This is my moaning chair. It was part of the furniture on a Turkish Gulet that sank in my local marina. The boatyard carpenter, in one of his rare talkative moods, told me that an enterprising young Catalan had sailed the boat from Turkey with the idea of restoring it for charter work. However, he crossed wakes with the Guardia Civil, whose water-based operation is that of coast guard. The GC have their headquarters in the local port and their menacing black,
Our enterprising young Catalan friend wasn’t so lucky, according to the carpenter some vital piece of paperwork had been left on the dock in Turkey and the Guardia Civil promptly impounded the Gulet and triumphantly towed it into port. They had to moor the beamy vessel in their own berth, which meant moving their other boat to the fishermen’s quay. We don’t know what became of the young Catalan, whether he tried to track down the lacking paperwork or whether he simply went off and did something else. But back in the port the Gulet found itself in a bureaucratic vacuum and, while the slow wheels of officialdom ground out their dull dirge, long fingers of rot spread through the Gulet’s hull. The Guardia Civil were slightly inconvenienced by the long walk round to the fishermen’s wharf when they needed to use their other boat, but otherwise the situation continued unchanged for 3 years.
Then one day the elderly Gulet, yawing under the weight of bureaucracy, took on water and keeled over crushing the GC’s boat up against the fuel quay. Apparently the Guardia Civil had an awkward job of extricating their boat but eventually they freed it from the grasp of the Gulet’s rigging and rafted it up to their other craft.
The Gulet was now occupying the whole GC berth and it wasn’t long before divers and dockworkers were dismantling the old boat. They smashed the Gulet into workable pieces, which were loaded into two enormous skips, and it was here that I found my chair.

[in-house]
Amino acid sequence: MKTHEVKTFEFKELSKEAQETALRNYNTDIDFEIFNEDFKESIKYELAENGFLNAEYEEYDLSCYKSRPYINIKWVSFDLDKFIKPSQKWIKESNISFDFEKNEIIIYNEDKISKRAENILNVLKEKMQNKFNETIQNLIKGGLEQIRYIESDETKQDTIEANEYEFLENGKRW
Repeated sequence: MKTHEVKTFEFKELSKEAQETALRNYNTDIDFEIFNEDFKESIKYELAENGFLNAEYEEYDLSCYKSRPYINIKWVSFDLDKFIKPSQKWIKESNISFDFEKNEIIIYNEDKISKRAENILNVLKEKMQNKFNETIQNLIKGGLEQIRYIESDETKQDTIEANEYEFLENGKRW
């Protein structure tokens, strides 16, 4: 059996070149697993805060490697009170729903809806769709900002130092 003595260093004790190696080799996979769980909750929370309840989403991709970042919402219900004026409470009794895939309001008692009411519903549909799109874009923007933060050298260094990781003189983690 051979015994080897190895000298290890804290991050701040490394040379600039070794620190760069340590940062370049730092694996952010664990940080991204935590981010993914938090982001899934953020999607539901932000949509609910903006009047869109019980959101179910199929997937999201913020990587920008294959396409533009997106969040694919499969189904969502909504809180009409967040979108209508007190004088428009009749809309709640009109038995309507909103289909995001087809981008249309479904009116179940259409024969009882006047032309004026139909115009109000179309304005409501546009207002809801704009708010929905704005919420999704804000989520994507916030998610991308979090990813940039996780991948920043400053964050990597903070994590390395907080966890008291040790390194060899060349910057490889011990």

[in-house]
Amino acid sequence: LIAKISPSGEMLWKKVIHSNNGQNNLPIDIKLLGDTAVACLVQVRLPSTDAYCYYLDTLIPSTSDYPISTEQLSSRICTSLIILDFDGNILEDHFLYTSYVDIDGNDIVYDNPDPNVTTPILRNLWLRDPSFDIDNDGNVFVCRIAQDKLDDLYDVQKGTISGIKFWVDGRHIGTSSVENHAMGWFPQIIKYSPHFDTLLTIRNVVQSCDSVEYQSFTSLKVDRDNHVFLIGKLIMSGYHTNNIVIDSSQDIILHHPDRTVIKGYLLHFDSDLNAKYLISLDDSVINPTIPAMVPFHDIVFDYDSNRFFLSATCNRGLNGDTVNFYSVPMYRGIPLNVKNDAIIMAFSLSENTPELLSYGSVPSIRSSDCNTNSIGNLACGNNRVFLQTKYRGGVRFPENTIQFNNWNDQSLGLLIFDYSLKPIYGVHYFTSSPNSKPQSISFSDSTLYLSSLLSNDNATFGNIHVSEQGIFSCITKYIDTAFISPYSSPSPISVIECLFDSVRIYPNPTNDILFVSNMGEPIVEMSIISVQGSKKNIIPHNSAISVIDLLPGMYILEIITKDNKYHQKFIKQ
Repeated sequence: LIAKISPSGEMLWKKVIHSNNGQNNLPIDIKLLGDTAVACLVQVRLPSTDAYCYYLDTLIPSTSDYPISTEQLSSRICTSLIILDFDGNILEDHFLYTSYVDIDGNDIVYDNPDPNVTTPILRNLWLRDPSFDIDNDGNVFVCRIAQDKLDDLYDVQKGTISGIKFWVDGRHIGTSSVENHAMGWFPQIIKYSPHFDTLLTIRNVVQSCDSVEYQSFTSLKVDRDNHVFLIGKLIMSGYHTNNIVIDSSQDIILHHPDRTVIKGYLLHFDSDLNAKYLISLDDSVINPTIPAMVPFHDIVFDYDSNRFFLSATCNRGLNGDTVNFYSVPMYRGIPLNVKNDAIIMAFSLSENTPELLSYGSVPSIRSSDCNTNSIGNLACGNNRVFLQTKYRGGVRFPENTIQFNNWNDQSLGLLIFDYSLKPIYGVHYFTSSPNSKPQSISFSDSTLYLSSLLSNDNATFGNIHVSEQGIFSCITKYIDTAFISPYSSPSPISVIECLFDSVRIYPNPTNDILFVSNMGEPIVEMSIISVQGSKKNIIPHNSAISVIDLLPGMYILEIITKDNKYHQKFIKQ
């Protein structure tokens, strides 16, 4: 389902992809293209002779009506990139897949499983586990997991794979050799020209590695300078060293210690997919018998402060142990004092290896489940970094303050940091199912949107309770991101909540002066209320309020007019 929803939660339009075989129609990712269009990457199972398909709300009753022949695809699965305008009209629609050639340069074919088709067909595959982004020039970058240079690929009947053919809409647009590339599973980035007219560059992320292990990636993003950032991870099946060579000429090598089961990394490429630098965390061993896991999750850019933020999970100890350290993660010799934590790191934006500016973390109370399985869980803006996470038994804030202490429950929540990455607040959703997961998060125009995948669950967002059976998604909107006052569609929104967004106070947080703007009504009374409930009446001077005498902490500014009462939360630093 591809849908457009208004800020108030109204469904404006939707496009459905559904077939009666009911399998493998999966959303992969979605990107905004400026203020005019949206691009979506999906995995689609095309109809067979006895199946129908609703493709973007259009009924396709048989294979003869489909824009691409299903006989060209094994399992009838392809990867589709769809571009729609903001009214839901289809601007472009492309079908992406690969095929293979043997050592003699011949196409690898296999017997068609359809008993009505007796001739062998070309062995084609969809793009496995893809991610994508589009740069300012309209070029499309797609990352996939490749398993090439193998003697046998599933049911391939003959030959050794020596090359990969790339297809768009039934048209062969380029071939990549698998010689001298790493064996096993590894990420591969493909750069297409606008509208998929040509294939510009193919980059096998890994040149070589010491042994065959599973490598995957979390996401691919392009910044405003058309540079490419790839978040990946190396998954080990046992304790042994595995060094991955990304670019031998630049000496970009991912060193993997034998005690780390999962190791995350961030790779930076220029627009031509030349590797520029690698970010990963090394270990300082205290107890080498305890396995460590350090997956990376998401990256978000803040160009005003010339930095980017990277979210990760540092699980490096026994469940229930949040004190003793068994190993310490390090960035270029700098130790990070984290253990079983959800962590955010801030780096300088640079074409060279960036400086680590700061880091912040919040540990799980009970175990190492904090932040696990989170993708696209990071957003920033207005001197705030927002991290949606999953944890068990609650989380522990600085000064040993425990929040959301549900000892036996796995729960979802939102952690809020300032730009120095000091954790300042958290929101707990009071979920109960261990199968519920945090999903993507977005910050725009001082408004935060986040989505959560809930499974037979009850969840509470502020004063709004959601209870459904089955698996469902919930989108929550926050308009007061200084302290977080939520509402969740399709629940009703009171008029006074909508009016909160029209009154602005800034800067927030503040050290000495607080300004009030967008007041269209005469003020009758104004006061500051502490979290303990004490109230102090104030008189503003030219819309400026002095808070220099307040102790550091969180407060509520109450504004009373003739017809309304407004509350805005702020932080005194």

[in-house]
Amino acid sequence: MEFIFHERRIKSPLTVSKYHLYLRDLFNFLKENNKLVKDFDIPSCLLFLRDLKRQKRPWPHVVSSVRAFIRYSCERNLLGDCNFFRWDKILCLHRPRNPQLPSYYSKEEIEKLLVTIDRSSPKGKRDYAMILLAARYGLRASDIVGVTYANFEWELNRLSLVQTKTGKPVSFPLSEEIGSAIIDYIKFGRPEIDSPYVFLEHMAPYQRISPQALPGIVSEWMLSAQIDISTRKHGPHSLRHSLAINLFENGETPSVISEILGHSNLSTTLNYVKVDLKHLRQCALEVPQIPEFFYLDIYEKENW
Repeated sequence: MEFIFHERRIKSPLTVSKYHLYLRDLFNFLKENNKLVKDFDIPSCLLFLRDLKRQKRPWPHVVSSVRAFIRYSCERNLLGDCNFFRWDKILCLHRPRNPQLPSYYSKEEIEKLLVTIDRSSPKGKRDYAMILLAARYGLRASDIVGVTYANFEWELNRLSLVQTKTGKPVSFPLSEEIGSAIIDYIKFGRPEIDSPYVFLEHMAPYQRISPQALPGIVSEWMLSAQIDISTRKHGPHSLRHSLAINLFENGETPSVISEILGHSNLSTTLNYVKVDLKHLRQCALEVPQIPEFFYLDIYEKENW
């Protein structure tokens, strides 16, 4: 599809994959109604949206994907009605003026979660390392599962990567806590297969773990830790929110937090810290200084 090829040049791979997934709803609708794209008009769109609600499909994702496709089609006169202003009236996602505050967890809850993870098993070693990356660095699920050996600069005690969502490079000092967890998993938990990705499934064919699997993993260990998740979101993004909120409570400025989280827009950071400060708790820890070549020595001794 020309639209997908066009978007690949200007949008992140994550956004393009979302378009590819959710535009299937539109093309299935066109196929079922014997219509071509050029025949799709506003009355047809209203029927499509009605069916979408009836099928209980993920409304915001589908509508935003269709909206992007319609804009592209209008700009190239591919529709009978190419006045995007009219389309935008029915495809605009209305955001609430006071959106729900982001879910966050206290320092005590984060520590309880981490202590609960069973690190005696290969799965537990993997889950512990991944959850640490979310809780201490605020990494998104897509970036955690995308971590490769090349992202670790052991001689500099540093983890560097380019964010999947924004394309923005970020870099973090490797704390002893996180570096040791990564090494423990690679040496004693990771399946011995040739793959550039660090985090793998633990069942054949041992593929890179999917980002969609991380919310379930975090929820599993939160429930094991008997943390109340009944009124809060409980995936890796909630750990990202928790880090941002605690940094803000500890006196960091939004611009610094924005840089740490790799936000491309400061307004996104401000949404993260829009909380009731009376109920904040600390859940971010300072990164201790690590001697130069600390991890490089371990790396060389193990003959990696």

The skip was full of useful boating material, blocks and pullies, ropes, cleats, fairleads and other tempting bits of stainless steel and bronze but most of it irretrievably buried under tons of rotten wood.
I went back on another day and had just detached this mast light when a port official asked me what I was doing. Apparently the Gulet's fate was still being ruminated upon by the courts, everything in the skip was considered official evidence and no one was allowed to take anything. But he said he’d overlook the light seeing that I’d gone to the trouble of unbolting it from the mast.
The whole story left me wondering what might happen to me in my Trow if I was ever pulled over on the waves and asked to show my documents. Wanting to clear the matter up I asked the Guardia Civil where a homemade boat stood within the law.
The short answer was they didn’t know. They handed me a fat file with all the laws printed out and advised me to read it but after one paragraph of the tortuous gobbledegook, my mind fizzled and switched off—couldn’t they just give me a brief resumé? No, because they hadn’t read those bits. They mainly concerned themselves with the laws referring to jet skis and other engine driven craft, as these were the worst offenders, “Imagine.” One of them chirped up, “Going out in your car without your driving licence or insurance or tax. Well these people do the same. They are driving without the papers.” I made disapproving noises and said that I would be using oars and polytarp sails. “Oh, don’t worry then, we won't be stopping you.”